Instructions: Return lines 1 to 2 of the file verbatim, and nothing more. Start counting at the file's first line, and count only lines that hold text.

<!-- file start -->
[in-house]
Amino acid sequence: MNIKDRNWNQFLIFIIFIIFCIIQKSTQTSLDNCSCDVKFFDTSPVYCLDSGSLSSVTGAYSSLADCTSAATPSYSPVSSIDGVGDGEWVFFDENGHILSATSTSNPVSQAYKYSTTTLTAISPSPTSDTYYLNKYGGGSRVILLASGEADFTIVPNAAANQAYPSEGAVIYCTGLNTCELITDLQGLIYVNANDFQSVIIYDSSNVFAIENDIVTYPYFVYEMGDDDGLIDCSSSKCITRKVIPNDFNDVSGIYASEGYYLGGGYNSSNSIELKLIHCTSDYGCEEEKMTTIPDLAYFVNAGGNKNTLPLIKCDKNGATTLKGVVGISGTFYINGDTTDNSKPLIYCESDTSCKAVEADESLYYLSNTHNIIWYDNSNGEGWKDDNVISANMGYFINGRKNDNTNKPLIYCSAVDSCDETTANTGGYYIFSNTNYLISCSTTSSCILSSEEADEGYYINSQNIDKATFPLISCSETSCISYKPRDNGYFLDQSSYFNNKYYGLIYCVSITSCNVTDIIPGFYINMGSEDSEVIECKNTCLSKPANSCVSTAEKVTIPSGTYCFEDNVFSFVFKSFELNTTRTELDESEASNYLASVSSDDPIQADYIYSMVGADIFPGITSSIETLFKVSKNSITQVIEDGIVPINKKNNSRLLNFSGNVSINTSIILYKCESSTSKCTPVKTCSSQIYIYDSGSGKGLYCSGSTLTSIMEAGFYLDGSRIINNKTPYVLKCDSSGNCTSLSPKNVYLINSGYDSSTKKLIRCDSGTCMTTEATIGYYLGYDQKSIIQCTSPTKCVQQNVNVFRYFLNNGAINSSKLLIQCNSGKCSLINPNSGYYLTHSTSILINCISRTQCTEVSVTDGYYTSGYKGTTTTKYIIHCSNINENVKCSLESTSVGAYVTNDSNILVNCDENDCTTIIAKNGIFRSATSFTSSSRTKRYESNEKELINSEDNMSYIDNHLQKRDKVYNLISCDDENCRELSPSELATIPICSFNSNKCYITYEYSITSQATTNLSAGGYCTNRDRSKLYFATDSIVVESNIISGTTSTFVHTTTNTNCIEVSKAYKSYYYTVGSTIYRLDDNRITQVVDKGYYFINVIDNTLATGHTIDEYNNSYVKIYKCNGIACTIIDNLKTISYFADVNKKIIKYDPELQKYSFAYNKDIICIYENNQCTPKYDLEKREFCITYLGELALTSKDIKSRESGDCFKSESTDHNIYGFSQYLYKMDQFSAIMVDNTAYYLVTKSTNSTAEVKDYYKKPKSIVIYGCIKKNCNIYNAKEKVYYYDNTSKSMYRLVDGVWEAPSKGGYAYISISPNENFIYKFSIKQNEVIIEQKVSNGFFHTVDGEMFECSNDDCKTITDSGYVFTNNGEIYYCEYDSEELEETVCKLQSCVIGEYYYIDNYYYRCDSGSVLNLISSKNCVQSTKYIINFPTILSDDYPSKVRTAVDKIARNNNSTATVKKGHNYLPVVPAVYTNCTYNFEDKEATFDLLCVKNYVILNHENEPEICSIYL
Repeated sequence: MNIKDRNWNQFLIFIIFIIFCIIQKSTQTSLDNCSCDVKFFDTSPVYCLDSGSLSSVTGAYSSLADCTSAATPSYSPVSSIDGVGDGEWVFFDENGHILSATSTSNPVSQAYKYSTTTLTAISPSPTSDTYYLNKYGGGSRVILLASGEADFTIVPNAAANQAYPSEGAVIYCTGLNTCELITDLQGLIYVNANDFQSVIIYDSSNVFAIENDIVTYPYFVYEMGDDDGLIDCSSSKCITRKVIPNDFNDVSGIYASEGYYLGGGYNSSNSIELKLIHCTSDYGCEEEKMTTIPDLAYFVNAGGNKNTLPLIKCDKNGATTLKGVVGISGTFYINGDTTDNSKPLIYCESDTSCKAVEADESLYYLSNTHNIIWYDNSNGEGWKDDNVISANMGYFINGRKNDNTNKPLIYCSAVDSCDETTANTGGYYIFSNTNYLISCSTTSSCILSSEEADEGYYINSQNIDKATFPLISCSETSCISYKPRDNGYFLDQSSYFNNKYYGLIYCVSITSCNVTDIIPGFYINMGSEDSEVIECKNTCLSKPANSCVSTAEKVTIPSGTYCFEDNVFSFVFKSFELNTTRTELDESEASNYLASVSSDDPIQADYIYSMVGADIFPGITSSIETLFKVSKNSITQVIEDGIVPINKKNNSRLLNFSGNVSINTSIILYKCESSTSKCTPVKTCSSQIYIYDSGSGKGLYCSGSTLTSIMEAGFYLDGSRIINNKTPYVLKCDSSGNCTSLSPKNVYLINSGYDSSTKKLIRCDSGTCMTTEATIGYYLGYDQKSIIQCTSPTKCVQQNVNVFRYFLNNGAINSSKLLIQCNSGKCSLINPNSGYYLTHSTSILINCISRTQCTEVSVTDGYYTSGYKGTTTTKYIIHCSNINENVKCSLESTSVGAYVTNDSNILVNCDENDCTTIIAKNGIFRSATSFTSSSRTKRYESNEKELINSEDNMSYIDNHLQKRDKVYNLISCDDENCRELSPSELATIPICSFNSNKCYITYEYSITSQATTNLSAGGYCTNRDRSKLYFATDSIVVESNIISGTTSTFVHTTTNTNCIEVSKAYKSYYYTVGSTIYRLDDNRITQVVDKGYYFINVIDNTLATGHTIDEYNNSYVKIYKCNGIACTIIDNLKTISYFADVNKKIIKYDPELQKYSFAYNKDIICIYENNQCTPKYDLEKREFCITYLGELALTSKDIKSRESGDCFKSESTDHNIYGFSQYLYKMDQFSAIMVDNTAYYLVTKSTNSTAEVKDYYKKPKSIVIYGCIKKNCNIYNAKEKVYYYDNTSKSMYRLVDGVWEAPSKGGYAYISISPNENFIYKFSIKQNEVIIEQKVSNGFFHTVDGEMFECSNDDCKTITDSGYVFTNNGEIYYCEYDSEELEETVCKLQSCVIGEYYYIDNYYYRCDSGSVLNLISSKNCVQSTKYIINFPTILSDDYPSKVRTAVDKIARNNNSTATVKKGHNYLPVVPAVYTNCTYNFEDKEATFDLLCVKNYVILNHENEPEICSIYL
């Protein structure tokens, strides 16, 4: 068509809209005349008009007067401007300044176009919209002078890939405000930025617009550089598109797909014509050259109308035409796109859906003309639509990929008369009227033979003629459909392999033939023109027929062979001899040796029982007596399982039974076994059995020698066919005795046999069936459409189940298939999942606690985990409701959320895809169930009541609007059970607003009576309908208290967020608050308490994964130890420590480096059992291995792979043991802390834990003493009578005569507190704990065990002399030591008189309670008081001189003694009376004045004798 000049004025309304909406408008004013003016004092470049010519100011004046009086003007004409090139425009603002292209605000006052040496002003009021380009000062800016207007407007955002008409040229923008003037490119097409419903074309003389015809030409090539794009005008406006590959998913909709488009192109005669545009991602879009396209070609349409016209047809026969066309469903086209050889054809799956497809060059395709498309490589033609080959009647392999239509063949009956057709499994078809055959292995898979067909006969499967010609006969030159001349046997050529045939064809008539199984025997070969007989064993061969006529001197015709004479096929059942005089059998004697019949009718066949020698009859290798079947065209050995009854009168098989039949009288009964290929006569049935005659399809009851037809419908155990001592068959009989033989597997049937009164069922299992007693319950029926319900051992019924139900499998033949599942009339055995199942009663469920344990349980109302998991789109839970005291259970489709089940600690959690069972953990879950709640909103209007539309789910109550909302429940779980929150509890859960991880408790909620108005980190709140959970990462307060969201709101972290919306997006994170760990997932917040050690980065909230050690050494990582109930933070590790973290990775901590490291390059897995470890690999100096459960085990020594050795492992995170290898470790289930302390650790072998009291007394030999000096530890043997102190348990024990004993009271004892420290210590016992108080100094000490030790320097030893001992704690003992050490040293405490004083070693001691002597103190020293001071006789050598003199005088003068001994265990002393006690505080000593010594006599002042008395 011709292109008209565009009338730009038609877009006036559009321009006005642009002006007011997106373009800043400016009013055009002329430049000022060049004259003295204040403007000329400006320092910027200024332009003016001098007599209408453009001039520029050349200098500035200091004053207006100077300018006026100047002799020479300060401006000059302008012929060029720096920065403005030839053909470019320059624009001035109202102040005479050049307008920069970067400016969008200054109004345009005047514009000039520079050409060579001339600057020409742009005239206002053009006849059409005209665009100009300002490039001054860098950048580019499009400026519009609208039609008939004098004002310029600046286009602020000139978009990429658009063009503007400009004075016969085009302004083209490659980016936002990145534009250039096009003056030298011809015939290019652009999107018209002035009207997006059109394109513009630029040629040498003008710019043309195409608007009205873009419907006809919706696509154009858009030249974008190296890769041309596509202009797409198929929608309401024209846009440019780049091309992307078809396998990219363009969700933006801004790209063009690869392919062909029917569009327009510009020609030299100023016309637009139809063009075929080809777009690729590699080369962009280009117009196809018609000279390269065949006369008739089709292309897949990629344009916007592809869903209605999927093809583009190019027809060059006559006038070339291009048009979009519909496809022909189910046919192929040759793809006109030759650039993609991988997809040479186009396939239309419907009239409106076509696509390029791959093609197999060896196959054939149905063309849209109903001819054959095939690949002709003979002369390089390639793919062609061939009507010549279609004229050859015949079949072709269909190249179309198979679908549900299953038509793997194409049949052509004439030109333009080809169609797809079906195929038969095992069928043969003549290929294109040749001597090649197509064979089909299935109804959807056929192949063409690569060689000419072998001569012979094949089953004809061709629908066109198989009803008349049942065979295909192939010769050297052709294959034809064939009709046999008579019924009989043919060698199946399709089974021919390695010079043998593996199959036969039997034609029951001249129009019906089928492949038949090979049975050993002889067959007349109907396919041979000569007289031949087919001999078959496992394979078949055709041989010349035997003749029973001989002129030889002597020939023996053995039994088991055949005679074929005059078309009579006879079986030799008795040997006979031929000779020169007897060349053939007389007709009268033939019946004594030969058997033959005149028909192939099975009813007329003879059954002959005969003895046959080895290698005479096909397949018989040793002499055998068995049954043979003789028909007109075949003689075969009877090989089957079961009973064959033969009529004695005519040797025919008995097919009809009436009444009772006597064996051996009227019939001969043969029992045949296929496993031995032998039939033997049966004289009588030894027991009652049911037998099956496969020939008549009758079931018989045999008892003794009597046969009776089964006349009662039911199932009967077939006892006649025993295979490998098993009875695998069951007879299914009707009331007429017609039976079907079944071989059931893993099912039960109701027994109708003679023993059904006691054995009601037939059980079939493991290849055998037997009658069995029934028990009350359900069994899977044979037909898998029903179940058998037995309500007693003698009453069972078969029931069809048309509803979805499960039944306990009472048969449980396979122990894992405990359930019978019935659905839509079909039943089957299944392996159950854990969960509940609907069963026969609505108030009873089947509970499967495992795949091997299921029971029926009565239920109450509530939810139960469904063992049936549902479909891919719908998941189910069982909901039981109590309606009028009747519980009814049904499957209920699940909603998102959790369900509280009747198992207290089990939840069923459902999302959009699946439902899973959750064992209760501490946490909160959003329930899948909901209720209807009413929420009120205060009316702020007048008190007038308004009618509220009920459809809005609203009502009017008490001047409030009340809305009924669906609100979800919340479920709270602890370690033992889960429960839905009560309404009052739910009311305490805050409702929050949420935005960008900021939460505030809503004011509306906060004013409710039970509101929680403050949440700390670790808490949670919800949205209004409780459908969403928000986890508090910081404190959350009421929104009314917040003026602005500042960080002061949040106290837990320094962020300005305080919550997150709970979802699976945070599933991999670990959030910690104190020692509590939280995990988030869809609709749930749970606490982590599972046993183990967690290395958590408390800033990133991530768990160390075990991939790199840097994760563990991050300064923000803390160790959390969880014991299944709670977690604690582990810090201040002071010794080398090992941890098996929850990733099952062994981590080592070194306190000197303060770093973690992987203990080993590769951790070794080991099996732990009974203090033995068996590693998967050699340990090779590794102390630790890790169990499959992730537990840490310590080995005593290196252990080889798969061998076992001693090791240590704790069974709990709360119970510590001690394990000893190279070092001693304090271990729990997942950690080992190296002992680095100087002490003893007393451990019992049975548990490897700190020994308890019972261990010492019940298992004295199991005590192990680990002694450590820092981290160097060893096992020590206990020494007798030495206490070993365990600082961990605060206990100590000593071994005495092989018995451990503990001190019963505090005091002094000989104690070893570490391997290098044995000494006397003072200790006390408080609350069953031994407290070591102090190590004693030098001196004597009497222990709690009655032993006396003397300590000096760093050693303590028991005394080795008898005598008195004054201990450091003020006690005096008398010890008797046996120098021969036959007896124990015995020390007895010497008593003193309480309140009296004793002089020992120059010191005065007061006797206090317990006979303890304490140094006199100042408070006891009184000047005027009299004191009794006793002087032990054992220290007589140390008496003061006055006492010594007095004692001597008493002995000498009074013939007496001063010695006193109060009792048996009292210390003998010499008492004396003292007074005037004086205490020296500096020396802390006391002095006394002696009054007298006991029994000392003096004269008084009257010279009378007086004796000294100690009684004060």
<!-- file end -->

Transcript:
[in-house]
Amino acid sequence: MNIKDRNWNQFLIFIIFIIFCIIQKSTQTSLDNCSCDVKFFDTSPVYCLDSGSLSSVTGAYSSLADCTSAATPSYSPVSSIDGVGDGEWVFFDENGHILSATSTSNPVSQAYKYSTTTLTAISPSPTSDTYYLNKYGGGSRVILLASGEADFTIVPNAAANQAYPSEGAVIYCTGLNTCELITDLQGLIYVNANDFQSVIIYDSSNVFAIENDIVTYPYFVYEMGDDDGLIDCSSSKCITRKVIPNDFNDVSGIYASEGYYLGGGYNSSNSIELKLIHCTSDYGCEEEKMTTIPDLAYFVNAGGNKNTLPLIKCDKNGATTLKGVVGISGTFYINGDTTDNSKPLIYCESDTSCKAVEADESLYYLSNTHNIIWYDNSNGEGWKDDNVISANMGYFINGRKNDNTNKPLIYCSAVDSCDETTANTGGYYIFSNTNYLISCSTTSSCILSSEEADEGYYINSQNIDKATFPLISCSETSCISYKPRDNGYFLDQSSYFNNKYYGLIYCVSITSCNVTDIIPGFYINMGSEDSEVIECKNTCLSKPANSCVSTAEKVTIPSGTYCFEDNVFSFVFKSFELNTTRTELDESEASNYLASVSSDDPIQADYIYSMVGADIFPGITSSIETLFKVSKNSITQVIEDGIVPINKKNNSRLLNFSGNVSINTSIILYKCESSTSKCTPVKTCSSQIYIYDSGSGKGLYCSGSTLTSIMEAGFYLDGSRIINNKTPYVLKCDSSGNCTSLSPKNVYLINSGYDSSTKKLIRCDSGTCMTTEATIGYYLGYDQKSIIQCTSPTKCVQQNVNVFRYFLNNGAINSSKLLIQCNSGKCSLINPNSGYYLTHSTSILINCISRTQCTEVSVTDGYYTSGYKGTTTTKYIIHCSNINENVKCSLESTSVGAYVTNDSNILVNCDENDCTTIIAKNGIFRSATSFTSSSRTKRYESNEKELINSEDNMSYIDNHLQKRDKVYNLISCDDENCRELSPSELATIPICSFNSNKCYITYEYSITSQATTNLSAGGYCTNRDRSKLYFATDSIVVESNIISGTTSTFVHTTTNTNCIEVSKAYKSYYYTVGSTIYRLDDNRITQVVDKGYYFINVIDNTLATGHTIDEYNNSYVKIYKCNGIACTIIDNLKTISYFADVNKKIIKYDPELQKYSFAYNKDIICIYENNQCTPKYDLEKREFCITYLGELALTSKDIKSRESGDCFKSESTDHNIYGFSQYLYKMDQFSAIMVDNTAYYLVTKSTNSTAEVKDYYKKPKSIVIYGCIKKNCNIYNAKEKVYYYDNTSKSMYRLVDGVWEAPSKGGYAYISISPNENFIYKFSIKQNEVIIEQKVSNGFFHTVDGEMFECSNDDCKTITDSGYVFTNNGEIYYCEYDSEELEETVCKLQSCVIGEYYYIDNYYYRCDSGSVLNLISSKNCVQSTKYIINFPTILSDDYPSKVRTAVDKIARNNNSTATVKKGHNYLPVVPAVYTNCTYNFEDKEATFDLLCVKNYVILNHENEPEICSIYL